It is administered by the Canada Revenue Agency (CRA). The program gives claimants cash refunds and/or tax credits for their expenditures on eligible R&D work done in Canada. If you are developing any procedures or fabrication processes, you should have your accountants review this with you. It is best to set up the process in your ledgers in advance of doing any work that might be eligible for this claim as the costs need to be tracked very accurately. Virtually every application is audited by the CRA.

 EI Premium Reduction Program: Companies that provide certain short-term illness or benefits to employees can apply to have the employers’ portion of EI premiums reduced from 1.4 times. The reduction rate varies. Do an internet search on the topic.

You need to renew your application each year. Most union benefits programs and many open shop programs would likely comply with the requirement,  but if you are in doubt do make the application.

For the employee

There are a variety of deductions available to employees and their families. Let’s focus on the more obscure ones:

Declaration of Conditions of Employment (T2200)

This is an excellent opportunity for employees to claim business expenses they incur. There are numerous ways of using this process. Review this form in detail to see if there is eligibility for each employee.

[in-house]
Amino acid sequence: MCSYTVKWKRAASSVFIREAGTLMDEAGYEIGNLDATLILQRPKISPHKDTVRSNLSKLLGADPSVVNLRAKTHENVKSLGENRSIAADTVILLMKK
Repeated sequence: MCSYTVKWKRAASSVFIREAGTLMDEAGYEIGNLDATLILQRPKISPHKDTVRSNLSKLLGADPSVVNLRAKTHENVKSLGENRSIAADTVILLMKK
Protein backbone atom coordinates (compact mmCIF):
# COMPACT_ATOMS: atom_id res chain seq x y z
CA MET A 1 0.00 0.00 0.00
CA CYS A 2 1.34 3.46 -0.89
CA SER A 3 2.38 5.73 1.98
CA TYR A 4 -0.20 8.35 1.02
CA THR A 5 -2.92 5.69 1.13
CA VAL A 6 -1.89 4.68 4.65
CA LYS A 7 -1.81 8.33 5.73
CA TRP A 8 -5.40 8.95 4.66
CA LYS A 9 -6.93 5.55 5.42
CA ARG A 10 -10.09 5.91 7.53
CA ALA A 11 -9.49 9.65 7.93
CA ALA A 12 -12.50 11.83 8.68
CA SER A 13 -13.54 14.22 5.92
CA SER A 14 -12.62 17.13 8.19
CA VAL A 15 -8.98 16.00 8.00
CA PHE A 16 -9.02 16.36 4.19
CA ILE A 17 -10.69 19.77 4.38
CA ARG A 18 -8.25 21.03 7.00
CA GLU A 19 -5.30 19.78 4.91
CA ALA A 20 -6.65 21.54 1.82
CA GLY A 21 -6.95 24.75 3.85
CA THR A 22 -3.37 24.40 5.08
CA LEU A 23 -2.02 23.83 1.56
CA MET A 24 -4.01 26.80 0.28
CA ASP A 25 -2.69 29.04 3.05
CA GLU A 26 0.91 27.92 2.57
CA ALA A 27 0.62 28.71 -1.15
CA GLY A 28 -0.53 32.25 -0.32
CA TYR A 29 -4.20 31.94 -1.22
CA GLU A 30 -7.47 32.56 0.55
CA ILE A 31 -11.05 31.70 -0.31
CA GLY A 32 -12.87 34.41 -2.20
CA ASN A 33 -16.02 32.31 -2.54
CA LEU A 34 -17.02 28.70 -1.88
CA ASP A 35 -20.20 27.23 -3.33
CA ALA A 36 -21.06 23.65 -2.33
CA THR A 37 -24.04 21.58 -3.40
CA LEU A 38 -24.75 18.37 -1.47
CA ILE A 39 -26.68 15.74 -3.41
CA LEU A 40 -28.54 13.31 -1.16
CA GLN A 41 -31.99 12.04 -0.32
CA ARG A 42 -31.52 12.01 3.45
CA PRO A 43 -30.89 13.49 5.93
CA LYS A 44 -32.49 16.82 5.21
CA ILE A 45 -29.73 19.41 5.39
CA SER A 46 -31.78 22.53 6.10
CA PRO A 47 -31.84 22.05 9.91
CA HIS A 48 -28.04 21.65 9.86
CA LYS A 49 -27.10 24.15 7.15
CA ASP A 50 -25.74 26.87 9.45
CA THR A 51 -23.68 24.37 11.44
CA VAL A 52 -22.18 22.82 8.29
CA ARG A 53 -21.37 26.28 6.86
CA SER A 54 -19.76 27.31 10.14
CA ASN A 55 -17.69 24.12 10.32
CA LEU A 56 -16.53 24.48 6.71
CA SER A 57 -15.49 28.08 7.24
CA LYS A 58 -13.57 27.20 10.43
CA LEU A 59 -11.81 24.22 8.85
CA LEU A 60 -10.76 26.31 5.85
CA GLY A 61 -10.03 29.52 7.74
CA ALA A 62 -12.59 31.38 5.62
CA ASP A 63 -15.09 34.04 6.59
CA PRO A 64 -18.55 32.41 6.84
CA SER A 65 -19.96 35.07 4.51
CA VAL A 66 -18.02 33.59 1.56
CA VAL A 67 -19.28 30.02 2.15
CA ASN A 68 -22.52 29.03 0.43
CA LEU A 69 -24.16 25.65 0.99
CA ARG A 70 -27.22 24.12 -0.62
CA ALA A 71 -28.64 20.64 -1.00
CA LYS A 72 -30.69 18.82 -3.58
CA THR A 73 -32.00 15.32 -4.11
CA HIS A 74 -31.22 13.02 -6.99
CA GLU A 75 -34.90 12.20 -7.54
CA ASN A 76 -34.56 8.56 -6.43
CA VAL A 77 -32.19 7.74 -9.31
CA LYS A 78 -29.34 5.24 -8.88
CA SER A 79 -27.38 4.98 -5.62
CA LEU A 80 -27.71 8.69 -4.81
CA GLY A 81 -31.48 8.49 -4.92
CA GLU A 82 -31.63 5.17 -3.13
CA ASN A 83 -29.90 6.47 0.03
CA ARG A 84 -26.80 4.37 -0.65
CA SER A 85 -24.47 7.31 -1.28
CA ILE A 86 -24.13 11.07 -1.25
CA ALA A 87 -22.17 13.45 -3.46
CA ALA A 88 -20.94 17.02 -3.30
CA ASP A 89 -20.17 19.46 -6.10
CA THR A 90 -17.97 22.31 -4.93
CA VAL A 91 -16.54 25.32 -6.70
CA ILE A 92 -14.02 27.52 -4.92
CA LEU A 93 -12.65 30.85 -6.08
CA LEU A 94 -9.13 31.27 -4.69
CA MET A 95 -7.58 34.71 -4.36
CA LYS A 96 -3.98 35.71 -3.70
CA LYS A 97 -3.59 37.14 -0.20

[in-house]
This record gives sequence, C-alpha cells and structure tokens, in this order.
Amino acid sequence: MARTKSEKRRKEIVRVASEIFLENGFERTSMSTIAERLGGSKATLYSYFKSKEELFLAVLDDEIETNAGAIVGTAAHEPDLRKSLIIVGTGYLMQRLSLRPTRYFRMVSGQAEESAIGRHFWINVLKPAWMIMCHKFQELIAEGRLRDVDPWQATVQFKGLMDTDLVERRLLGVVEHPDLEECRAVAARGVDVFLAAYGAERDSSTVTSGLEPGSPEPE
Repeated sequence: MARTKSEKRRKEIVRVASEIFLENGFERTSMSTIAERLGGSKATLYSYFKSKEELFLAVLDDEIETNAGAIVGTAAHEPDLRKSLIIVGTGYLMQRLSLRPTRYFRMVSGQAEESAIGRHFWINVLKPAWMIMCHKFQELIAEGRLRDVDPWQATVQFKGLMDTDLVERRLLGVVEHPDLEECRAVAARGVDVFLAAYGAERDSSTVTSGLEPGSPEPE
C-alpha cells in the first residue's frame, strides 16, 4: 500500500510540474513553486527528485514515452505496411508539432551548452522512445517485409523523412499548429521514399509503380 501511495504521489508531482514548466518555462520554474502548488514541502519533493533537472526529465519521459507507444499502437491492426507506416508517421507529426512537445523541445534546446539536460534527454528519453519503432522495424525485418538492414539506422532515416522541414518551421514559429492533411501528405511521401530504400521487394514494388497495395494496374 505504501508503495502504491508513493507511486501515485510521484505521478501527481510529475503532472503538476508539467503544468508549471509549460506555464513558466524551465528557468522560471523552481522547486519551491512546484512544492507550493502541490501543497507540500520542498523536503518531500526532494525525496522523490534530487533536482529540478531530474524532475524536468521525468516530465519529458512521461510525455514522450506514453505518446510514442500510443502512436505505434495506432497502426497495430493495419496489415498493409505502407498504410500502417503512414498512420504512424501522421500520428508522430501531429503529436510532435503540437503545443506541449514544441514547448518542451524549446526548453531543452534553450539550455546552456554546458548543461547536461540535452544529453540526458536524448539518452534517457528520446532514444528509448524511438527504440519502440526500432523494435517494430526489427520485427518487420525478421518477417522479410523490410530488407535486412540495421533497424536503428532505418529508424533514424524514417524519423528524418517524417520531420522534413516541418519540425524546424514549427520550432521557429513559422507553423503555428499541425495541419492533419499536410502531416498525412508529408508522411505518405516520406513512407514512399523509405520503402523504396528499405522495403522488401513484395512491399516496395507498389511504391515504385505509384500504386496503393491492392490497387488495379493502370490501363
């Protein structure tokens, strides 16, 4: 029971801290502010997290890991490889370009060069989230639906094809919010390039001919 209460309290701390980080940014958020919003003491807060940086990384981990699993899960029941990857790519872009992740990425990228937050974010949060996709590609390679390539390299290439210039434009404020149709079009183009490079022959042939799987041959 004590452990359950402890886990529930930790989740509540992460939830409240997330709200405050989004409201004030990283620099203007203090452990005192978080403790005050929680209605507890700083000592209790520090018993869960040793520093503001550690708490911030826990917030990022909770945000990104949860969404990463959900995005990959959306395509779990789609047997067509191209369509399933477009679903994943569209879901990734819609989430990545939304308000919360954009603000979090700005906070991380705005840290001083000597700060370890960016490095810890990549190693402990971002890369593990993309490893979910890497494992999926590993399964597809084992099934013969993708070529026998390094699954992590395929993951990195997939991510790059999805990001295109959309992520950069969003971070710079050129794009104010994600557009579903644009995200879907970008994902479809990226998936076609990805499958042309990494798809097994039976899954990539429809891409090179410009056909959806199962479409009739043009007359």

Sometimes T4 income can be split between spouses. This would be where the employee is expected to hire additional help to complete his or her duties. This additional helper could be a spouse or a dependent who is capable of doing the work expected. This is also a much more realistic and safer approach for both the employer and the employee than having so-called “subcontractors”.

There is no cost to the company in providing a T2200 to employees provided it is justifiable.

 Independent contractor or employee?

Many companies pay people as subcontractors when in fact the Canada Revenue Agency (CRA) would deem them, employees. If you do this, and if CRA deems that these should have been employees, you could face very serious costs. You could be held liable for the tax they or you failed to remit, plus the CPP and EI, as well as the employer portion of these. In addition, you could be liable for penalties and interest and whatever cost you incurred arguing your case.